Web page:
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While house prices have been rising, the expectations of some first-time and retirement buyers have been shrinking.
"We could maybe have bought something a bit bigger, but we didn't want to get in over our heads," first-time home buyer Cam McCulloch says of his new 1,441-square-foot, two-bedroom townhouse. When McCulloch, 27 and his wife, Christina, 25, were looking for their home, they decided they needed something bigger than a condo. "We don't want to have to move when we decide to have a child or two," says Christina, an administrator.
Their two-level townhouse has an open-plan living and dining room, kitchen and powder room on the main floor and the two bedrooms, den, bathroom and laundry facilities upstairs. While they agree they would have bought a single-family house if possible, a smaller home with no yard upkeep appealed to them. "We have no time to look after a big yard anyway."
Smaller homes are an important component of the market for first-time buyers, says Dave Slang, co-owner of Cadillac Homes. "Although everybody initially wants a bigger house, they soon change their mind when they take out their chequebooks," Slang says. "The difference is (between) what people want and what they need."
Slang says building smaller homes -- usually on 3,300-square-foot lots, compared with a typical 7,200 square feet -- helps keep prices more affordable for first-time buyers. Another option is the townhouse, which is in the lower end of the price range because it's one of many units built on a piece of land.
For example, in Cadillac's DeVille project in Langford, where the McCullochs bought, a one-bedroom, 700- square-foot unit can sell for about $189,900.
After raising six children in a five-bedroom, 2,000-square-foot house in Winnipeg, Donna and Dave Knee, a couple in their 50s, were ready to begin a new chapter in their lives. Their new home is an 836-square-foot, one-bedroom-and-den condo in Victoria West. At first, they were looking for a two-bedroom, but high house prices meant an adjustment to their expectations.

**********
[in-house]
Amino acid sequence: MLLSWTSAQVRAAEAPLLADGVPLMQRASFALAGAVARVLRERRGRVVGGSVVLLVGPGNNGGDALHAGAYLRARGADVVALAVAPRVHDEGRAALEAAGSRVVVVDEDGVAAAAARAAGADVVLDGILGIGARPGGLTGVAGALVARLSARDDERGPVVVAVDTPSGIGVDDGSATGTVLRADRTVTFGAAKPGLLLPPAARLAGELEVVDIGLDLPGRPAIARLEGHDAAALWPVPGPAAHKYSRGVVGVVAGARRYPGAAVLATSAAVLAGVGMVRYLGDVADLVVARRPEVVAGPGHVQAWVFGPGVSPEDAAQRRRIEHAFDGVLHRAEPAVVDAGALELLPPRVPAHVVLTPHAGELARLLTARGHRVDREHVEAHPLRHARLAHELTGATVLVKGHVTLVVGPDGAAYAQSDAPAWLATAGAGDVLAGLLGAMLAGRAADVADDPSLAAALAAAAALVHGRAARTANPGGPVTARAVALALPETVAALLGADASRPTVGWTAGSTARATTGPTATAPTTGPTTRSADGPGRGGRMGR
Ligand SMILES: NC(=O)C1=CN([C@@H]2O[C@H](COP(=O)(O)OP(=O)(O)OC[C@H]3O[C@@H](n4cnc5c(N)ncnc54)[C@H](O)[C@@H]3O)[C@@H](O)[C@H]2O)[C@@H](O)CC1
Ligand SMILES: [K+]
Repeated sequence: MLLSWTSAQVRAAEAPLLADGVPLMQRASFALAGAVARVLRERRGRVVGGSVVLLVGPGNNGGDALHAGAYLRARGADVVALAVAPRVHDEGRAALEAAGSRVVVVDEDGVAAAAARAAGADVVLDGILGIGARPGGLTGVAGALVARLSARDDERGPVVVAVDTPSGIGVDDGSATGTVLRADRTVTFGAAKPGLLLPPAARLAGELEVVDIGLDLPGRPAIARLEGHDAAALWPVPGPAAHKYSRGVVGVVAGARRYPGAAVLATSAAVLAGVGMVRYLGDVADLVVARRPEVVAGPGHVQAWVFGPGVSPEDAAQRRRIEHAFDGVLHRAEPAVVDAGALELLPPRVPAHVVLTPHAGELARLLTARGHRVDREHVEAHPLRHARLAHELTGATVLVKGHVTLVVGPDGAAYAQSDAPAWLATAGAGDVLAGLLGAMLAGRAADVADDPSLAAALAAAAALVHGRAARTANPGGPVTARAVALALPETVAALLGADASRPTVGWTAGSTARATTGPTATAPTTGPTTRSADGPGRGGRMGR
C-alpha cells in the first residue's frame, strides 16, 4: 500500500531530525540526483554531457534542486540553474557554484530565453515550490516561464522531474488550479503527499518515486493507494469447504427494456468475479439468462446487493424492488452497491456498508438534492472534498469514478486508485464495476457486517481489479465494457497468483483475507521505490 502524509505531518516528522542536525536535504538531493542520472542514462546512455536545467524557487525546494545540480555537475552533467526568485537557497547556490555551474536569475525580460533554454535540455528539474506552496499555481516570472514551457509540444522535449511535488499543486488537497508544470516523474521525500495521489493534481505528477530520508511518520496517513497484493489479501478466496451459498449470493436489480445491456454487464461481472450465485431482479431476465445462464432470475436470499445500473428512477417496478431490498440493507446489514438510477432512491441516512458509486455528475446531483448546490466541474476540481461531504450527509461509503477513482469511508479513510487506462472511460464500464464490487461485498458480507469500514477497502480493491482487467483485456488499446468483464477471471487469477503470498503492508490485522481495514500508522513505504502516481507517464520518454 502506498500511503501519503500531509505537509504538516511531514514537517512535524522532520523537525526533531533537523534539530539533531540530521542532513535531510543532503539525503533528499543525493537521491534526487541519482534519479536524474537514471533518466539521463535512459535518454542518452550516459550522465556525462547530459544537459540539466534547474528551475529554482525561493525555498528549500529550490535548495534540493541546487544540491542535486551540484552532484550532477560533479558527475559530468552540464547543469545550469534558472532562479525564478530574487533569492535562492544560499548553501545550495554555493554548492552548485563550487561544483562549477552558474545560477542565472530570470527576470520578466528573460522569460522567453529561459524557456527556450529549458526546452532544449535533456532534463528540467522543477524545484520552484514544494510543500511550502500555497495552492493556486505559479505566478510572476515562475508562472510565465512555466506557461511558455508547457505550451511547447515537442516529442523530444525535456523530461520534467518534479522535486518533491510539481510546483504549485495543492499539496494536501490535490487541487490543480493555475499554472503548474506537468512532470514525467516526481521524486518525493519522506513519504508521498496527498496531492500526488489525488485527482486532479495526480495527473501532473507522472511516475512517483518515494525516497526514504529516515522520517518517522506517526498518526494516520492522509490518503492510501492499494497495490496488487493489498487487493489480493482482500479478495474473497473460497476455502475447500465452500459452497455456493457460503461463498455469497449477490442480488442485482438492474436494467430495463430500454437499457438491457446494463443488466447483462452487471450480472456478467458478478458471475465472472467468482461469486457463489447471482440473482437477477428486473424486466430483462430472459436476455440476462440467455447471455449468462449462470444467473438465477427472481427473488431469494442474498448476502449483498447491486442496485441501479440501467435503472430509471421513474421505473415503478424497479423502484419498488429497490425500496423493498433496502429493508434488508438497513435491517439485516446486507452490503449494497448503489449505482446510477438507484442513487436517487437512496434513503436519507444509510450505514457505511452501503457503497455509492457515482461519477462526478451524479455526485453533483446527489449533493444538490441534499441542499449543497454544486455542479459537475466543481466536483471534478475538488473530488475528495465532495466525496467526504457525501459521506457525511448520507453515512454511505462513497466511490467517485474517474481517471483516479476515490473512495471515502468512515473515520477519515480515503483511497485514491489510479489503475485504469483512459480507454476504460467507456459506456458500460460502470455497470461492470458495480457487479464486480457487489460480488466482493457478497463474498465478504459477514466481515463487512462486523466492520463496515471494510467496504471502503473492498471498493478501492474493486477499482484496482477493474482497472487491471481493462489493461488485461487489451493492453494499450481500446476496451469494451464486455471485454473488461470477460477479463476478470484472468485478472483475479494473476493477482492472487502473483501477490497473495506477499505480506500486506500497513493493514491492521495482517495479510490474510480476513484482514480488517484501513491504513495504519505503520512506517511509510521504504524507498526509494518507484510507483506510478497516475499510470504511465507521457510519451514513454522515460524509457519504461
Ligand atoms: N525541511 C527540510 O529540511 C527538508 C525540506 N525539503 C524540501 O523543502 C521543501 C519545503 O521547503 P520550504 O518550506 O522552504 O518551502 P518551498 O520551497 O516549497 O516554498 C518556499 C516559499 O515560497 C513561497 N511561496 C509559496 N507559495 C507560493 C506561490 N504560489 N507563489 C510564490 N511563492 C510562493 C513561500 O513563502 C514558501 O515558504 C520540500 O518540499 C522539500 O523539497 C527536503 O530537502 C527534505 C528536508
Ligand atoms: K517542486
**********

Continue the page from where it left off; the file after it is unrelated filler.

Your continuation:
"This was as big as we could get at the price range and area," says Donna, who works in the human resources field. "While it is much smaller than our former house, it feels larger than the 500-square-foot apartment we were renting." The smallest room in their condo is a five-foot by six-foot space advertised as a den. When Donna, at five-foot-four, stretches out her arms she can almost touch the walls. "It's small, but it suits our needs," she says.
Living small doesn't mean you have to give up on style, says Charlotte Geddes, owner of Thrive Interior Design, who helped the Knees with their interior."No one wants to feel boxed in," Geddes says. "The secret is to make sure the eye travels comfortably about a small space."
Built-in cabinets, floating shelves and wall-mounted televisions are all strategies to keep the eye in motion. While slightly smaller, apartment-sized furniture is recommended, Geddes says overuse of small-scale pieces will make a home feel like a doll house. She encourages clients to vary the size of furniture and use heirlooms to give a room relevance.
"You need to work with items that are dear to you or you will end up feeling like a stranger in your own home," Geddes says. "Character pieces give your home a meaningful, timeless look -- and not look like a swish hotel. "She encourages clients to have large art pieces and lots of light to accent them. "Lighting blows open a small space," Geddes says
People sometimes equate small spaces with high-density housing. "Density does not mean tiny units in an apartment building," says Cheeying Ho, executive director of Growth Smart B.C. "It is about the use of land creatively and more effectively." Smaller, more affordable housing units in new developments are part of what the non-profit organization encourages.
Building very small spaces isn't a new concept. In 1993, Concert Properties built downtown Vancouver's 600 Drake, a 12-storey, 192-unit apartment building with suites from 265 and to 285 square feet in size. "At the time, everybody said it was unacceptable," says David Podmore, president and CEO of Concert Properties. "But I was just responding to the market."
"For consumers with limited means, size is one way of reducing cost in housing," Podmore says. "Withescalating land values and the cost of labour and materials, one would be hard-pressed to construct a (steel and concrete) condo for less than $500 per square foot in Vancouver today."
Podmore says he found consumers willing to accept a small suite as long as it doesn't feel small. He says before he started construction, he showed mock-ups of the suites to focus groups and incorporated their input. In response to the suggestions, the apartments all include a full-size bathtub and a 24-inch fridge and stove.
"We designed it so that people could cook a dinner for four comfortably." People can adapt to living in extremely small places, says Robert Gifford, a psychology professor at the University of Victoria, who once wrote a report for the Canadian Space Agency about the perception of personal space on the International Space Station.
"We found that a person's ability to control the different aspects of the space, such as the ability to control heat, light and sound, was more important than the size of the space," Gifford says. In the space station, that sometimes meant closet-sized accommodation.
"Where one spent time in their childhood affects their perception of space as well," he says.In countries such as Japan, many generations have grown up in homes seen as small to North American eyes. But people there see it as the social norm."